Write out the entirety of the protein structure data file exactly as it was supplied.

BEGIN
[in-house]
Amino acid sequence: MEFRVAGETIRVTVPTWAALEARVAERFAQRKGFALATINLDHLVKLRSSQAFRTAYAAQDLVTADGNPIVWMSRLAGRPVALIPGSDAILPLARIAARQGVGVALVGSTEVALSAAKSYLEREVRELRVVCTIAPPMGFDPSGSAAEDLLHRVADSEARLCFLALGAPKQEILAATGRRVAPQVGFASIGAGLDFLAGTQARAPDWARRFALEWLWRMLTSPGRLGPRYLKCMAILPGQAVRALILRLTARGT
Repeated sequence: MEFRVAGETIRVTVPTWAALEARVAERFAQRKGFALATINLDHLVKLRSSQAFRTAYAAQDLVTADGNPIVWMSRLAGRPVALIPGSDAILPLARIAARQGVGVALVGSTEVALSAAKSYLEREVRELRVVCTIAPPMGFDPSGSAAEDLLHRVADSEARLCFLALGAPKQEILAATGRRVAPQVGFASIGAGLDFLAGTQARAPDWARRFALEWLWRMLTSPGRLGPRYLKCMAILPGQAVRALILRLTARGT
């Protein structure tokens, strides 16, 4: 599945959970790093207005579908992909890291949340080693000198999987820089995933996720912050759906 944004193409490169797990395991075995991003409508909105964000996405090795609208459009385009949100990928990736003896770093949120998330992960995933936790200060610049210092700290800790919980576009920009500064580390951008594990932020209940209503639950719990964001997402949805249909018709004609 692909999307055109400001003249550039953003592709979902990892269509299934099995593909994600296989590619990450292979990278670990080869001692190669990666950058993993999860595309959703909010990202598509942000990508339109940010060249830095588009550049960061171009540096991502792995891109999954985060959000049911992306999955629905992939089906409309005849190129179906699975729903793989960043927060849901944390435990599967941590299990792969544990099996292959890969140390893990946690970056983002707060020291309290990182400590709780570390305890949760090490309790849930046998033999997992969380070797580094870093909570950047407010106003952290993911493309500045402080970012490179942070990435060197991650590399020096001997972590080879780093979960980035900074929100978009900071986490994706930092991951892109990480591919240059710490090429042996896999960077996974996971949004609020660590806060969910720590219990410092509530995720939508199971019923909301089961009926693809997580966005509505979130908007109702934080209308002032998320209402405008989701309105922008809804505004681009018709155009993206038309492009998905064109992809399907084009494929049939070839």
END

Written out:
[in-house]
Amino acid sequence: MEFRVAGETIRVTVPTWAALEARVAERFAQRKGFALATINLDHLVKLRSSQAFRTAYAAQDLVTADGNPIVWMSRLAGRPVALIPGSDAILPLARIAARQGVGVALVGSTEVALSAAKSYLEREVRELRVVCTIAPPMGFDPSGSAAEDLLHRVADSEARLCFLALGAPKQEILAATGRRVAPQVGFASIGAGLDFLAGTQARAPDWARRFALEWLWRMLTSPGRLGPRYLKCMAILPGQAVRALILRLTARGT
Repeated sequence: MEFRVAGETIRVTVPTWAALEARVAERFAQRKGFALATINLDHLVKLRSSQAFRTAYAAQDLVTADGNPIVWMSRLAGRPVALIPGSDAILPLARIAARQGVGVALVGSTEVALSAAKSYLEREVRELRVVCTIAPPMGFDPSGSAAEDLLHRVADSEARLCFLALGAPKQEILAATGRRVAPQVGFASIGAGLDFLAGTQARAPDWARRFALEWLWRMLTSPGRLGPRYLKCMAILPGQAVRALILRLTARGT
């Protein structure tokens, strides 16, 4: 599945959970790093207005579908992909890291949340080693000198999987820089995933996720912050759906 944004193409490169797990395991075995991003409508909105964000996405090795609208459009385009949100990928990736003896770093949120998330992960995933936790200060610049210092700290800790919980576009920009500064580390951008594990932020209940209503639950719990964001997402949805249909018709004609 692909999307055109400001003249550039953003592709979902990892269509299934099995593909994600296989590619990450292979990278670990080869001692190669990666950058993993999860595309959703909010990202598509942000990508339109940010060249830095588009550049960061171009540096991502792995891109999954985060959000049911992306999955629905992939089906409309005849190129179906699975729903793989960043927060849901944390435990599967941590299990792969544990099996292959890969140390893990946690970056983002707060020291309290990182400590709780570390305890949760090490309790849930046998033999997992969380070797580094870093909570950047407010106003952290993911493309500045402080970012490179942070990435060197991650590399020096001997972590080879780093979960980035900074929100978009900071986490994706930092991951892109990480591919240059710490090429042996896999960077996974996971949004609020660590806060969910720590219990410092509530995720939508199971019923909301089961009926693809997580966005509505979130908007109702934080209308002032998320209402405008989701309105922008809804505004681009018709155009993206038309492009998905064109992809399907084009494929049939070839």